The maturity and availability of cloud services at both infrastructure and application layers reinforces my view that now can be a time of technology led transition. Many business and individuals are looking at cloud offerings with the mandate to examine them for applicability to their own requirements.
There are a few common points which might server as a reminder of lessons learnt in the past.
- Before the term ‘Cloud’ became common parlance for remotely hosted services at the application layer, the term ‘Grid’ was not uncommon, however Grid was never really successfully pitched as platform for the mass adoption.
- We also used the term ‘managed services’. A number of offerings currently labelled as ‘Cloud’ may be seen as re-branding and scale-out exercises applied to ‘managed services’
Bearing in mind the above points, it’s plausible to say that in the last twenty years, we have seen something of a life-cycle in technology systems. There were moves away from big centralised IT, to build-it-yourself, managed service or Grid, and now to Cloud utilising offerings such as the Amazon AWS and Microsoft Azure platforms.
The reality of this has been driven by service provider scale out leading to the growth and development of ‘Cloud’ as a model, but has also been contributed to by tough economics dictating the consolidation of tech sector jobs, supplier-manufacturers gaining insight into the advantages of owning the developers and premier experts and running their systems in-house. In essence these were the foundations of the nascent ‘cloud’ business models and we have arrived at a point where most business should be asking, ‘are we doing the right thing with our IT’.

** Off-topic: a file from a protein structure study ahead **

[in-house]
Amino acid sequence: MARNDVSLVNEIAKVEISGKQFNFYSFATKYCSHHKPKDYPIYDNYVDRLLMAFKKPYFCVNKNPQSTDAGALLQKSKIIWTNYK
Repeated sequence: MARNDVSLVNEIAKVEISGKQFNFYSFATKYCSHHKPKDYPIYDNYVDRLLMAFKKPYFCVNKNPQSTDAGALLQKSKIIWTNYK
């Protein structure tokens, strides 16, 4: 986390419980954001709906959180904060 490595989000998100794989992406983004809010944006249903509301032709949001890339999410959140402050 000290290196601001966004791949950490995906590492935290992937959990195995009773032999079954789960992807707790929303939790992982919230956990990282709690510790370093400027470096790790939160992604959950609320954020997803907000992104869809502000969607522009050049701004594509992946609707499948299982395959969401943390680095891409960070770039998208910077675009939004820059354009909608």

As a small business with technology integration, there are a few ways in which to begin some internal assessments on the applicability of moving to cloud solutions, ask three questions to start.
- Is IT your differentiator?
- Is your IT performance critical?
- Is there scope in your business process to leverage current cloud offerings?
Asking these simple questions can enable you to take a measured approach on how to begin forming a ‘cloud’ strategy.
There is a beguiling depth to those seemingly simple questions, if IT is your market differentiator, tread carefully and develop a conservative approach with maintenance of that advantage, at the top of your agenda.
If performance is critical, take extra care to isolate which aspects of performance really underpin your needs, and ensure you don’t move forward with a platform and model that cannot maintain performance.
Lastly, does your business process have the flexibility and scope to move into the cloud? You should include your people in making this assessment, as they will be instrumental in the success.
In the event that a flight to the cloud is decided upon, something to be acutely aware of is that moving to a cloud platform does not negate risk. You still need to determine if and when you need a particular SLA, you still need preparation for disaster scenarios, and you should still perform test those procedures, there is a potential upside, that some small businesses may obtain a beneficial risk reduction by access to better quality IT.
It is possible to visualise this balance of value, risk and complexity as shown in the quick sketch below.
Business may put competitive edge at risk by ignorance of new developments around cloud technology, and it’s capabilities.
The tide is running in cloud direction, and opportunities to get aligned with that tide abound as there is competition in the market.
There is still a long way to go to ensure business process, people are accommodated correctly, and the value/risk issues are handled appropriately.
One thought on “Cloud services for small business”
Reblogged this on Four Nines and commented:
Examining Cloud from a small business perspective.